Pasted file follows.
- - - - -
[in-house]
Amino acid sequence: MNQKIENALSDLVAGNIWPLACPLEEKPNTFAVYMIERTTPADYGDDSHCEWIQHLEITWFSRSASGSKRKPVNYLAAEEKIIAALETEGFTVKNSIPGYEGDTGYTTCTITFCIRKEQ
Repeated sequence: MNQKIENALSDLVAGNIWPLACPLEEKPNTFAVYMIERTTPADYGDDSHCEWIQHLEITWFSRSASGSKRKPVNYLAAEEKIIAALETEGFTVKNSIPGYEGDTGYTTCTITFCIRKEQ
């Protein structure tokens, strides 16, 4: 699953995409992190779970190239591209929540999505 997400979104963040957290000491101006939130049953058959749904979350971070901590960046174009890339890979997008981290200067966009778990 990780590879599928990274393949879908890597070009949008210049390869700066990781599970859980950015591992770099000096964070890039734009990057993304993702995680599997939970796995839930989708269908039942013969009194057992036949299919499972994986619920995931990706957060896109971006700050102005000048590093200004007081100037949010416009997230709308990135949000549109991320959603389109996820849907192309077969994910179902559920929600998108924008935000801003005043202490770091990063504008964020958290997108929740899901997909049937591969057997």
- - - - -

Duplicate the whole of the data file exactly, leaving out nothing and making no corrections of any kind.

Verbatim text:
[in-house]
Amino acid sequence: MNQKIENALSDLVAGNIWPLACPLEEKPNTFAVYMIERTTPADYGDDSHCEWIQHLEITWFSRSASGSKRKPVNYLAAEEKIIAALETEGFTVKNSIPGYEGDTGYTTCTITFCIRKEQ
Repeated sequence: MNQKIENALSDLVAGNIWPLACPLEEKPNTFAVYMIERTTPADYGDDSHCEWIQHLEITWFSRSASGSKRKPVNYLAAEEKIIAALETEGFTVKNSIPGYEGDTGYTTCTITFCIRKEQ
């Protein structure tokens, strides 16, 4: 699953995409992190779970190239591209929540999505 997400979104963040957290000491101006939130049953058959749904979350971070901590960046174009890339890979997008981290200067966009778990 990780590879599928990274393949879908890597070009949008210049390869700066990781599970859980950015591992770099000096964070890039734009990057993304993702995680599997939970796995839930989708269908039942013969009194057992036949299919499972994986619920995931990706957060896109971006700050102005000048590093200004007081100037949010416009997230709308990135949000549109991320959603389109996820849907192309077969994910179902559920929600998108924008935000801003005043202490770091990063504008964020958290997108929740899901997909049937591969057997």